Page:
Social networks are often heralded as the enemy of productivity, but Wired's Brendan Koerner points out that the kind of activities we engage in at sites like Twitter and Facebook can in fact be very productive.
Studies that accuse social networks of reducing productivity assume that time spent microblogging is time strictly wasted. But that betrays an ignorance of the creative process. Humans weren't designed to maintain a constant focus on assigned tasks. We need periodic breaks to relieve our conscious minds of the pressure to perform - pressure that can lock us into a single mode of thinking. Musing about something else for a while can clear away the mental detritus, letting us see an issue through fresh eyes, a process that creativity researchers call incubation. "People are more successful if we force them to move away from a problem or distract them temporarily," observe the authors of Creativity and the Mind, a landmark text in the psychology and neuroscience of creativity. They found that regular breaks enhance problem-solving skills significantly, in part by making it easier for workers to sift through their memories in search of relevant clues.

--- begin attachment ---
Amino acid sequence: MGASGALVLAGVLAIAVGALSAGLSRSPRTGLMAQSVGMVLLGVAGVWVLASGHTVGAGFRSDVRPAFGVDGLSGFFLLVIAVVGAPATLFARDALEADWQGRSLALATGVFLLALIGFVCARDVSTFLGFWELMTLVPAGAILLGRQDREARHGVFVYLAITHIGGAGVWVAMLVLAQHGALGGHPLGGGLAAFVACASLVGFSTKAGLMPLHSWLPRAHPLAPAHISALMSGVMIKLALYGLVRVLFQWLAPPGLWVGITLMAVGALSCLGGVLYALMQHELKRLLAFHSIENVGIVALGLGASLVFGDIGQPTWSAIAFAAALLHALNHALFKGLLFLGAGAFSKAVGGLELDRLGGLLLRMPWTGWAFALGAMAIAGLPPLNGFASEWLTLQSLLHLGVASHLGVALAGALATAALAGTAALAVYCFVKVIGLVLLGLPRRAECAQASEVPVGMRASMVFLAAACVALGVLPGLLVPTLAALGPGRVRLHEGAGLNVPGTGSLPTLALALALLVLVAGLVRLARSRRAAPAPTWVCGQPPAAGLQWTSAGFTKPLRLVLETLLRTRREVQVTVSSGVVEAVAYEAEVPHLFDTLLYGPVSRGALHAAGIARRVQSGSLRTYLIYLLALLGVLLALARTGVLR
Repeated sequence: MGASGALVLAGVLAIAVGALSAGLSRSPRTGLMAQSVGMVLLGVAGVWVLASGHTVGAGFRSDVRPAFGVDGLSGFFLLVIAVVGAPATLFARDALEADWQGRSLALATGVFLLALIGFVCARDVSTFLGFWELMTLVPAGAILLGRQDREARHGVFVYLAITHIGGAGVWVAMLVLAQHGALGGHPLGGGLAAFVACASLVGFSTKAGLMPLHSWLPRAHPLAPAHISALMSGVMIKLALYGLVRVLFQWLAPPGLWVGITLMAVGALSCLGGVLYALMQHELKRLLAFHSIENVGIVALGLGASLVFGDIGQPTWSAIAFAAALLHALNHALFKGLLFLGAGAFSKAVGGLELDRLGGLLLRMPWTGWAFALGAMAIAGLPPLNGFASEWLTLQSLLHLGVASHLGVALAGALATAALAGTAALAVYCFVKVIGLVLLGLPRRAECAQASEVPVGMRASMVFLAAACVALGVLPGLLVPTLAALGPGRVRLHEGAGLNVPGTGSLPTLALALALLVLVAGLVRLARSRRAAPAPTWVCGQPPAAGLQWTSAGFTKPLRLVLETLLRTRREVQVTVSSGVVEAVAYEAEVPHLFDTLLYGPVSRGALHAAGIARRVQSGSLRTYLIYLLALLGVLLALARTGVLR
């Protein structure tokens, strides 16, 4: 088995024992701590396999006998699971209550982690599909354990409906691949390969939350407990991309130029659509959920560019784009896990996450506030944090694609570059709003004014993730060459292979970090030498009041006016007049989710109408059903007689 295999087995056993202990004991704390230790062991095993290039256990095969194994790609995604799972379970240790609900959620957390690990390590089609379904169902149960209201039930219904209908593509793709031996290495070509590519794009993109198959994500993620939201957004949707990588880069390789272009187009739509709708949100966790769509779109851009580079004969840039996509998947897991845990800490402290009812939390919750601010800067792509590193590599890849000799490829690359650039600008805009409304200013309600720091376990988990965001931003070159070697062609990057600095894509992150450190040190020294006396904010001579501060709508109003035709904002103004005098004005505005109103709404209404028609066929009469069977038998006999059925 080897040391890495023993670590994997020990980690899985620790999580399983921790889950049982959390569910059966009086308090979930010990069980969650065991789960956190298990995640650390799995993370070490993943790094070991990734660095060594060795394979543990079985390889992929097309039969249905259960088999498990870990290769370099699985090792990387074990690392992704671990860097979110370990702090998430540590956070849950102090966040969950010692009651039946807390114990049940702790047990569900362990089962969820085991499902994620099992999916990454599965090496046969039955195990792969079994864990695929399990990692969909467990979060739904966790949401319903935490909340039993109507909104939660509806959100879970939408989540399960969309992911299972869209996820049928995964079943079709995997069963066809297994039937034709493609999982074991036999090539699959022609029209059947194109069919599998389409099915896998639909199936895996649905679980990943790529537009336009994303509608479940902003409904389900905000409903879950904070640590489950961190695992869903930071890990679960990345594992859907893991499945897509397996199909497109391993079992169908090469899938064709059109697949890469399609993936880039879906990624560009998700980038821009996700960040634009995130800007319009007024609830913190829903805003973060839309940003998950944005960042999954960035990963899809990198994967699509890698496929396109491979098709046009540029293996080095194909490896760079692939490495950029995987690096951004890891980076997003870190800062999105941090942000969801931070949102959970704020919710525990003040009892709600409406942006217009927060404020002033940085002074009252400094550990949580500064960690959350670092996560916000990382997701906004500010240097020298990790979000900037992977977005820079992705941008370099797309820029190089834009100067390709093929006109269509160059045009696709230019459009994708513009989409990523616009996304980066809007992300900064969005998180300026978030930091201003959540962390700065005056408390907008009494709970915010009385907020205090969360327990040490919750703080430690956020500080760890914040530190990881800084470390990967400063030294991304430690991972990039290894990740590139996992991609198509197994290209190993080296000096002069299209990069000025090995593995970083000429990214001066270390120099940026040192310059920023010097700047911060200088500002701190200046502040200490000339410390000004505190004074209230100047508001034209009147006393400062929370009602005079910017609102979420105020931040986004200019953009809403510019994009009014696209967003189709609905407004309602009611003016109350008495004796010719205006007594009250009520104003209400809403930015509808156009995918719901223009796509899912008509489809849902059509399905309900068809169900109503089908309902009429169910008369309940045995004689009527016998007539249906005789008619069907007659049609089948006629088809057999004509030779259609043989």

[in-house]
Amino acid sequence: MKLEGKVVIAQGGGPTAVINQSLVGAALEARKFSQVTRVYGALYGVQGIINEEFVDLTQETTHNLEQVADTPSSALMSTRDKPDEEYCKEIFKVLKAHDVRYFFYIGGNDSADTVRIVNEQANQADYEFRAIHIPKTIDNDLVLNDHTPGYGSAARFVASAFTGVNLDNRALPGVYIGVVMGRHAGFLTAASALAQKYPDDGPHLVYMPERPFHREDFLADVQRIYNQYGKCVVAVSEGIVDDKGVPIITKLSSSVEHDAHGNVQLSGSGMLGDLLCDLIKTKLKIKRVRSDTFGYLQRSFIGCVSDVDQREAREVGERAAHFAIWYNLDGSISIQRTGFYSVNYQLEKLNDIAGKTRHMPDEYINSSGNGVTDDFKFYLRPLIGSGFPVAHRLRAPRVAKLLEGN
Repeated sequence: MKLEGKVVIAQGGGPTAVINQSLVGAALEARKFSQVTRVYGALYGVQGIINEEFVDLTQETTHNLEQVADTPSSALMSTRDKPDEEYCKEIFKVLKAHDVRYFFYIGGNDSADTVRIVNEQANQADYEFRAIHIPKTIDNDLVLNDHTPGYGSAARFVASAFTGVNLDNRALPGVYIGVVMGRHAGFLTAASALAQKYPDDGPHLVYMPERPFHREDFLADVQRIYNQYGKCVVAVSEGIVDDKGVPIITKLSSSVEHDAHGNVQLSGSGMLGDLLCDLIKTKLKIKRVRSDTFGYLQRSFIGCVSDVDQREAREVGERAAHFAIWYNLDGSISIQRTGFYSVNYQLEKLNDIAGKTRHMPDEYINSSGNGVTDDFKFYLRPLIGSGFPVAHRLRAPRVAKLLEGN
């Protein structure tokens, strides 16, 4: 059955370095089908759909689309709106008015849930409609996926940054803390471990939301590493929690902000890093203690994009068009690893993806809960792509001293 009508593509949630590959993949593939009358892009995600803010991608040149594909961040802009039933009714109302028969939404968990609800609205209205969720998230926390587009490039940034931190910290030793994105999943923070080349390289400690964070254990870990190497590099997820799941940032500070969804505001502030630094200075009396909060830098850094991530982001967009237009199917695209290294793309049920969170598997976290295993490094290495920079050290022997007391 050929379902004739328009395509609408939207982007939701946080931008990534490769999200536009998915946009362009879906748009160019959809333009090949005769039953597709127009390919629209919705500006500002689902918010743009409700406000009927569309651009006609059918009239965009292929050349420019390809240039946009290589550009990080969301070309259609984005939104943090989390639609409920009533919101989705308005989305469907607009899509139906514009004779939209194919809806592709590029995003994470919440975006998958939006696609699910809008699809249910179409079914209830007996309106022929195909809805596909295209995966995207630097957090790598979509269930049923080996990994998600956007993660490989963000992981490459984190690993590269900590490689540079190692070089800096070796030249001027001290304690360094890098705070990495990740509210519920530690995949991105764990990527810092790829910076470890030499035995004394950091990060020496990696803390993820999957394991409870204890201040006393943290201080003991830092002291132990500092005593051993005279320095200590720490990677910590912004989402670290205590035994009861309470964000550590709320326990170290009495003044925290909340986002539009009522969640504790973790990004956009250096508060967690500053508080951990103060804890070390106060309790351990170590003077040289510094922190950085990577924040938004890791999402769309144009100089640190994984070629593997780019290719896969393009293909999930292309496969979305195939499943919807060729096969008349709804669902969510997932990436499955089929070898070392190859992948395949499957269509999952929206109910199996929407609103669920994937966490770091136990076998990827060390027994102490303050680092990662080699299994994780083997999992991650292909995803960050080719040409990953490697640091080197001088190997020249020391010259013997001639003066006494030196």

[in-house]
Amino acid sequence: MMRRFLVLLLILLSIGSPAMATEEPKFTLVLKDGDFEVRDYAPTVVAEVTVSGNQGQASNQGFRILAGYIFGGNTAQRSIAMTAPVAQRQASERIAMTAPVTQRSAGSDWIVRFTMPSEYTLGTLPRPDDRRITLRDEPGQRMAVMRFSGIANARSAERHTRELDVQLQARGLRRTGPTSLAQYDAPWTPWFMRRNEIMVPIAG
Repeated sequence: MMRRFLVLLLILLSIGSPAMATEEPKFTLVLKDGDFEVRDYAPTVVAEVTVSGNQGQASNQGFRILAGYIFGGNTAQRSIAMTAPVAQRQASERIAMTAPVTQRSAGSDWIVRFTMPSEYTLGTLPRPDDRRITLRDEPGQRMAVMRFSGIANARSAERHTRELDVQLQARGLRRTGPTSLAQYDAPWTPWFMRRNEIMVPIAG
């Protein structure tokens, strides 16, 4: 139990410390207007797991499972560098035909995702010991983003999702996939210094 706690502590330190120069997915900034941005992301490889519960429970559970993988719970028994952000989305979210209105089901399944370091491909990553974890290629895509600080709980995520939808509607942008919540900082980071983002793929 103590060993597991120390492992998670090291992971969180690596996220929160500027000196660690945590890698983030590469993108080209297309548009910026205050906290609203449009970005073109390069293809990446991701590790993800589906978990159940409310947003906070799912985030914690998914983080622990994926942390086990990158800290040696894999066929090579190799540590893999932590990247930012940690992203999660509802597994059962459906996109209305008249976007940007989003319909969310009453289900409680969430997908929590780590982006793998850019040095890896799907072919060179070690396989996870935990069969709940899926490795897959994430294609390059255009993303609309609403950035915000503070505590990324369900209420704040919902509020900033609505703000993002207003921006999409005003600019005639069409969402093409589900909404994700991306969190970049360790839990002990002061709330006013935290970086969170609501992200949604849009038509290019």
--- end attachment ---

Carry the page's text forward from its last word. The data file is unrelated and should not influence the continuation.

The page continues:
And while that probably doesn't give you carte blanche to feed your Facebook/Twitter addiction every second of the day, it is a good reminder that sometimes we shouldn't be so hard on ourselves about doing strictly productive things. Sometimes those not-so-productive endeavours will pay off in the long run. Photo by Noah Sussman.